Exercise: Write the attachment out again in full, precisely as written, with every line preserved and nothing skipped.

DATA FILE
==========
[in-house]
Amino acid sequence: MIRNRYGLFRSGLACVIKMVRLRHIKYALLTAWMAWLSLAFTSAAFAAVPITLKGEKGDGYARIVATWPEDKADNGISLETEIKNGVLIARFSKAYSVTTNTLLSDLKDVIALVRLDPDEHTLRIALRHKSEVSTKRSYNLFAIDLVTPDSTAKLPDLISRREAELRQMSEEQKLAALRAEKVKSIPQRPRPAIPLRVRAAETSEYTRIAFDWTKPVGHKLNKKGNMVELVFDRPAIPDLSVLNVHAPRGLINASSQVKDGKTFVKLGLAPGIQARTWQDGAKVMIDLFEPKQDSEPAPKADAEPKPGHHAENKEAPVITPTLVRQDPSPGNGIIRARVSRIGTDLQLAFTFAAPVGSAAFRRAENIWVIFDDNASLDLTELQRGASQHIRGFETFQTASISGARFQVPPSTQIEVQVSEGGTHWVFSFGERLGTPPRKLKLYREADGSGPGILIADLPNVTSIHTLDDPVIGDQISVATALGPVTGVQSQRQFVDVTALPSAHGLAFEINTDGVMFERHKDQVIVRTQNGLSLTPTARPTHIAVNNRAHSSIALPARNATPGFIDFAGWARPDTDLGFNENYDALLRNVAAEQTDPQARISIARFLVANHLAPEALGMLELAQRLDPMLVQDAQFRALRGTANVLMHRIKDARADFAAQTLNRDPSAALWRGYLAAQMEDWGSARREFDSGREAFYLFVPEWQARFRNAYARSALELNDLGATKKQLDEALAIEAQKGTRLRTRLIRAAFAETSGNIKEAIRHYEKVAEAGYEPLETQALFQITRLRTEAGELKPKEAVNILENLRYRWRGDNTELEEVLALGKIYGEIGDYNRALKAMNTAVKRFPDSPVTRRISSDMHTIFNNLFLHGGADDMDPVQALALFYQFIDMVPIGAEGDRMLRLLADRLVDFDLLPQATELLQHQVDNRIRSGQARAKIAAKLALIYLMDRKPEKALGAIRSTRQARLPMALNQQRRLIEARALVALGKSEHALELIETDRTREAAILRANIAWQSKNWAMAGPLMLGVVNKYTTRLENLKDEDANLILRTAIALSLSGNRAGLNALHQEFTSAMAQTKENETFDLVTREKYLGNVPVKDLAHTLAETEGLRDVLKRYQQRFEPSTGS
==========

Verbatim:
[in-house]
Amino acid sequence: MIRNRYGLFRSGLACVIKMVRLRHIKYALLTAWMAWLSLAFTSAAFAAVPITLKGEKGDGYARIVATWPEDKADNGISLETEIKNGVLIARFSKAYSVTTNTLLSDLKDVIALVRLDPDEHTLRIALRHKSEVSTKRSYNLFAIDLVTPDSTAKLPDLISRREAELRQMSEEQKLAALRAEKVKSIPQRPRPAIPLRVRAAETSEYTRIAFDWTKPVGHKLNKKGNMVELVFDRPAIPDLSVLNVHAPRGLINASSQVKDGKTFVKLGLAPGIQARTWQDGAKVMIDLFEPKQDSEPAPKADAEPKPGHHAENKEAPVITPTLVRQDPSPGNGIIRARVSRIGTDLQLAFTFAAPVGSAAFRRAENIWVIFDDNASLDLTELQRGASQHIRGFETFQTASISGARFQVPPSTQIEVQVSEGGTHWVFSFGERLGTPPRKLKLYREADGSGPGILIADLPNVTSIHTLDDPVIGDQISVATALGPVTGVQSQRQFVDVTALPSAHGLAFEINTDGVMFERHKDQVIVRTQNGLSLTPTARPTHIAVNNRAHSSIALPARNATPGFIDFAGWARPDTDLGFNENYDALLRNVAAEQTDPQARISIARFLVANHLAPEALGMLELAQRLDPMLVQDAQFRALRGTANVLMHRIKDARADFAAQTLNRDPSAALWRGYLAAQMEDWGSARREFDSGREAFYLFVPEWQARFRNAYARSALELNDLGATKKQLDEALAIEAQKGTRLRTRLIRAAFAETSGNIKEAIRHYEKVAEAGYEPLETQALFQITRLRTEAGELKPKEAVNILENLRYRWRGDNTELEEVLALGKIYGEIGDYNRALKAMNTAVKRFPDSPVTRRISSDMHTIFNNLFLHGGADDMDPVQALALFYQFIDMVPIGAEGDRMLRLLADRLVDFDLLPQATELLQHQVDNRIRSGQARAKIAAKLALIYLMDRKPEKALGAIRSTRQARLPMALNQQRRLIEARALVALGKSEHALELIETDRTREAAILRANIAWQSKNWAMAGPLMLGVVNKYTTRLENLKDEDANLILRTAIALSLSGNRAGLNALHQEFTSAMAQTKENETFDLVTREKYLGNVPVKDLAHTLAETEGLRDVLKRYQQRFEPSTGS